1. Trim back the leaves of the irises so they can focus on root development.
  2. Dig a small hole about 4 inches deep in a new location in the garden.
  3. Build up a small mound of soil in the center.
  4. Place the iris bulb in the center on top of the mound. The top part of the bulb should be exposed above the soil line.
  5. Drape the roots down the sides of the soil mound.
  6. Cover the roots and rhizome with soil, filling the planting hole.
  7. Repeat this process for all the irises you’re transplanting. You can plant irises one at a time or in groups of 3 to 5 if desired.
  8. When done, water the iris bulbs adequately.
Purple Flags Irises blooming in spring
Purple Flags Irises blooming in spring

Transplanting Irises & Sharing

Sharing irises with friends, neighbors, and family is a great way to spread the beauty all over, year after year.

These steps should work well when dividing and transplanting bearded iris, flag irises, and others.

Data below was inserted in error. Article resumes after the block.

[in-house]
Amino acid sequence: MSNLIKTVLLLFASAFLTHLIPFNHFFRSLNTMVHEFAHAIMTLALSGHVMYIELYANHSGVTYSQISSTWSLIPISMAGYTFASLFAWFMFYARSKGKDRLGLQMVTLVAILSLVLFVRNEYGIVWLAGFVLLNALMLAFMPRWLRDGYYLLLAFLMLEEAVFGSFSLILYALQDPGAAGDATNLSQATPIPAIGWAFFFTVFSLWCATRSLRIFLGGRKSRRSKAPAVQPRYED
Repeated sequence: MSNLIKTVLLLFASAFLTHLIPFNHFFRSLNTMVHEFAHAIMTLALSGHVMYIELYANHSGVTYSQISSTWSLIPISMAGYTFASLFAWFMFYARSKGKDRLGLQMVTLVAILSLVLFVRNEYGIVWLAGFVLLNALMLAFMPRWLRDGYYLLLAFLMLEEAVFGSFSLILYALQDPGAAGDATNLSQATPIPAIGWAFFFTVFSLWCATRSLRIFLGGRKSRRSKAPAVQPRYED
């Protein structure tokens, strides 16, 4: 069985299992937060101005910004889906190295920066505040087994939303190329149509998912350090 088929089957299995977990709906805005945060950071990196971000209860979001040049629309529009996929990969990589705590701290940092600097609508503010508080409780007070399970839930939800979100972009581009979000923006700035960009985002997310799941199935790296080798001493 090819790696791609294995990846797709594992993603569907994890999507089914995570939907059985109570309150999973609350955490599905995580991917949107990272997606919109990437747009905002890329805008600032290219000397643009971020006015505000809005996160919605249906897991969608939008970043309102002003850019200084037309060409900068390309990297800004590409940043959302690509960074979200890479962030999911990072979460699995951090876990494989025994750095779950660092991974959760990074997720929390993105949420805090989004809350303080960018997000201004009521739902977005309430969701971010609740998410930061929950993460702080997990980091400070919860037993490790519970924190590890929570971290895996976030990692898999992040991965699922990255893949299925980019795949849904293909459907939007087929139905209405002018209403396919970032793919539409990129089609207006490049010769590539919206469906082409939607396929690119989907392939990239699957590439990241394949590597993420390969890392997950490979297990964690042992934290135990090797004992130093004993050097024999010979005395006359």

Even if you don’t follow the steps or timelines exactly, don’t stress about it! Irises are pretty resilient and should do just fine for the most part.

Do you have any questions on transplanting irises or any stories or tips to share? Feel free to shout out in the comments – we love hearing from you!

Happy Gardening!

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  1. I learned that if you are going to plant flowers of any kind,you don’t want weeds. So at the first of summer, I took a bag of cornmeal mix (it can be yellow or white, it can be cornmeal or cornmeal mix) and slloen the soil, sprinkle the soil pretty good with the cornmeal and mix it into the dirt. Use a good amount as the birds will eat alot of it. And your flowers will not have weeds! I’ve used it every year. Can be used in vegetable gardens also.

    1. Hi Sandra, thanks for the amazing tip! I had not heard this yet about cornmeal!! I do love using it to get rid of ants without harsh chemicals. Thanks for sharing this cool weed control tip – we will be sure to try it!

    1. Hi Ronald! Great question! Yes, you may trim a bit off the roots or divide the tubers into 3-4 inch chunks when transplanting to make the most of what you have. Make sure to leave most roots intact so they will grow nicely for you when you transplant them. Best wishes!